Budget needs to remove financial barriers to retrofitting residential and commercial buildings
- British Property Federation (BPF) warns that without urgent Government action the UK will fail to deliver on 2050 net zero target
- Removing VAT on residential repairs and maintenance would incentivise homeowners to act
- Capital allowance system needs reform to drive energy efficiency investment decisions
- Business rates must not be a barrier to energy efficiency improvements
The UK faces a substantial challenge in retrofitting its residential housing stock, an estimated 58% of properties have an EPC of D or lower in England with less than a fifth of homeowners planning to improve their property’s energy efficiency.
The BPF argues that the Government has a critical role to play in supporting homeowners and needs to act to relieve the pressures facing those in the residential sector, to ensure that the UK meets its net zero carbon target. The BPF is calling on the Government to zero rate VAT on building repair and maintenance of residential buildings to incentivise essential upgrades across the residential sector.
The current approach of targeted VAT relief on the installation of energy saving materials is ineffective, as it fails to recognise that energy efficiency improvements are rarely carried out in isolation.
Commercial property faces a similar challenge with an estimated 10% of buildings in London rated EPC F or G. To encourage investment in large scale commercial retrofit projects, the BPF is advocating for reform of the capital allowance system to better support and encourage long-term investment into carbon reduction and energy efficiency measures. The BPF proposes an alternative form of relief for capital expenditure that would provide full tax relief in one year and use a repayable tax credit system.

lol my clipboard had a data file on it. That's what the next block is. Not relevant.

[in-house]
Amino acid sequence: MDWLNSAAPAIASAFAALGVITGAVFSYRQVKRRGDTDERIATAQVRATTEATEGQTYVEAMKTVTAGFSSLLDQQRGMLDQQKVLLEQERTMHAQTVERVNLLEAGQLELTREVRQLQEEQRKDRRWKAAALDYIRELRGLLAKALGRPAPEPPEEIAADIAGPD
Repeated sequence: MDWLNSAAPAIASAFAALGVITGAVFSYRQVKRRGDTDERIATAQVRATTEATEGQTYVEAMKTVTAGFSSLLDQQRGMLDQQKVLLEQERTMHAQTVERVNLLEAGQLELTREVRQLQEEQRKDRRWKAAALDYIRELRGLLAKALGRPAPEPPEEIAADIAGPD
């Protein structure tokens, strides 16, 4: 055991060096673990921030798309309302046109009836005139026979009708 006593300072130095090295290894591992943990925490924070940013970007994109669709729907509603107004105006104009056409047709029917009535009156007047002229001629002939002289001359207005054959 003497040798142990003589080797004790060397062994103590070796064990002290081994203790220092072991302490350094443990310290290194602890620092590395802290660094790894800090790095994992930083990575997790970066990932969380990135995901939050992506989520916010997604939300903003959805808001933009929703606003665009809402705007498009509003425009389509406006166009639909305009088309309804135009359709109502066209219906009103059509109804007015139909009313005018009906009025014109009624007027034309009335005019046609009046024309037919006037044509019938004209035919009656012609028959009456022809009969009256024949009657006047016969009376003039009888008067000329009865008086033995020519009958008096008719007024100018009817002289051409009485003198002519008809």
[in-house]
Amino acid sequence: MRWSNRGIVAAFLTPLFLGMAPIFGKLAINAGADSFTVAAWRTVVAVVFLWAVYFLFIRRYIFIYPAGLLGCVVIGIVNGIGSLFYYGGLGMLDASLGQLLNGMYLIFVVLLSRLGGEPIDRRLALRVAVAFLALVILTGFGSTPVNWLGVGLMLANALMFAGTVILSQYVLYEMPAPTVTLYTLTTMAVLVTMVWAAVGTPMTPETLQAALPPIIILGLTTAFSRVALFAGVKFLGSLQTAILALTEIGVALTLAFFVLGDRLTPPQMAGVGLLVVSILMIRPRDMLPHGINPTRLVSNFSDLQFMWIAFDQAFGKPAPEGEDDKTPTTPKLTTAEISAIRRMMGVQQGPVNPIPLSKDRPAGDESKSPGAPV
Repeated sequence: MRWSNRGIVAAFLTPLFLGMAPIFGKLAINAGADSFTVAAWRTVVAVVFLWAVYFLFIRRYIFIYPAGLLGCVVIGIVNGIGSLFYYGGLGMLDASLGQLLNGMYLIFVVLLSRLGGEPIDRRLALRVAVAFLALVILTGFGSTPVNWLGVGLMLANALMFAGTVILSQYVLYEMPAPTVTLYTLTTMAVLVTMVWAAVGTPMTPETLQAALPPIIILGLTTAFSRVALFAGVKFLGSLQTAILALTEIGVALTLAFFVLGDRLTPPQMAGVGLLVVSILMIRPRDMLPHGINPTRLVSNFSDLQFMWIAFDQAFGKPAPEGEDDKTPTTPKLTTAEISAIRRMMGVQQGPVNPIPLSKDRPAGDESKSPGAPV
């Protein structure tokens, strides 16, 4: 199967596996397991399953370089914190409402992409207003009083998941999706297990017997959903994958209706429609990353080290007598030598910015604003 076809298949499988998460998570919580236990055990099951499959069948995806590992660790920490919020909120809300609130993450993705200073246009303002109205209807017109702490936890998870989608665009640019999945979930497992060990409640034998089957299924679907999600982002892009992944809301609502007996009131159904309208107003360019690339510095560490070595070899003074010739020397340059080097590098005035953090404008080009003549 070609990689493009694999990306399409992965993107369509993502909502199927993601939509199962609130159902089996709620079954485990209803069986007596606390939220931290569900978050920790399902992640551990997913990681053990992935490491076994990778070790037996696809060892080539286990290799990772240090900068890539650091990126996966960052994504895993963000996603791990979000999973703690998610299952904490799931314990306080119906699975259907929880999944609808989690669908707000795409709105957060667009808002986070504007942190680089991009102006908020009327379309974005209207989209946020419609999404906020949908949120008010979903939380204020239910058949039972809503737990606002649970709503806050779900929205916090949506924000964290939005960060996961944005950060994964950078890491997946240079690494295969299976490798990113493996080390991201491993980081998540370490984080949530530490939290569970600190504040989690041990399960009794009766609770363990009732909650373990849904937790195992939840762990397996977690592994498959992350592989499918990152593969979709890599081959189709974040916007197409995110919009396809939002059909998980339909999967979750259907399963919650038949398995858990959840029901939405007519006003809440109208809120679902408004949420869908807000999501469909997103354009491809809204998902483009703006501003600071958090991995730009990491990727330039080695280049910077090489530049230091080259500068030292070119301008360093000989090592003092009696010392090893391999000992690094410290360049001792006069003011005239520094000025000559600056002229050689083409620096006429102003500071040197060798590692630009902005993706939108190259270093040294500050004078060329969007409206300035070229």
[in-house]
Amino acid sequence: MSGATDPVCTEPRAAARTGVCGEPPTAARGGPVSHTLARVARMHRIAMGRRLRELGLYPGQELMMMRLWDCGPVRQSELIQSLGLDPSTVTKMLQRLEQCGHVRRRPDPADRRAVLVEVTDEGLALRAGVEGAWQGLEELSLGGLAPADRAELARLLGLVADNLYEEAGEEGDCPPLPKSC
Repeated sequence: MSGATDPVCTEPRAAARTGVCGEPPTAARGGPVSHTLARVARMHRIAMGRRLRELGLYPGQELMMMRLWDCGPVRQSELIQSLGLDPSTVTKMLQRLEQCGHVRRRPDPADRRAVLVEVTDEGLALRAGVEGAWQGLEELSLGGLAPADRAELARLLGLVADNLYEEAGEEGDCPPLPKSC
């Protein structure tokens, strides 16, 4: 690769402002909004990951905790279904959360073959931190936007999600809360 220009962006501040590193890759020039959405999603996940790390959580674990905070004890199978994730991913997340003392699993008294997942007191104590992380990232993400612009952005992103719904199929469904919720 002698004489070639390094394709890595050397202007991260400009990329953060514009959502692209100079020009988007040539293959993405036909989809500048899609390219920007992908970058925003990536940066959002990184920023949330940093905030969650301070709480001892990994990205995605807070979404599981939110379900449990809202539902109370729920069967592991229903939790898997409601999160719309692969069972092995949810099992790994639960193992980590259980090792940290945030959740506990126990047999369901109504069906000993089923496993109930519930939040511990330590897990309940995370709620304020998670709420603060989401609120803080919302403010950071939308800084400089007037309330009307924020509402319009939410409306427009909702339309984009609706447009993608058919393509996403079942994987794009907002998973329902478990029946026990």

The Government should also take immediate measures to ensure that business rates are not a barrier to improvement and introduce improvement relief. This would ensure that property owners are not penalised by rate rises immediately following environmental performance improvement works. Recent research from the BPF, in collaboration with JLL, found that nine in ten surveyed property organisations do not believe current Government policy will deliver a net zero property sector by 2050.
Melanie Leech, Chief Executive, British Property Federation, said, “80% of commercial and residential buildings that will exist in 2050, the deadline for reaching net zero, have already been built. The country’s homeowners and commercial property owners face a real challenge in reaching net zero targets and complying with incoming legislative changes. Failure to remove financial barriers to energy efficiency upgrades, is a failure to recognise the huge task the country faces in reaching net zero.
“The Government needs to recognise the importance of incentivising energy upgrades across both the commercial and residential property sectors in next week’s Budget. The Chancellor has a clear opportunity to alleviate costs for households and encourage investment in measures that improve a property’s energy efficiency.”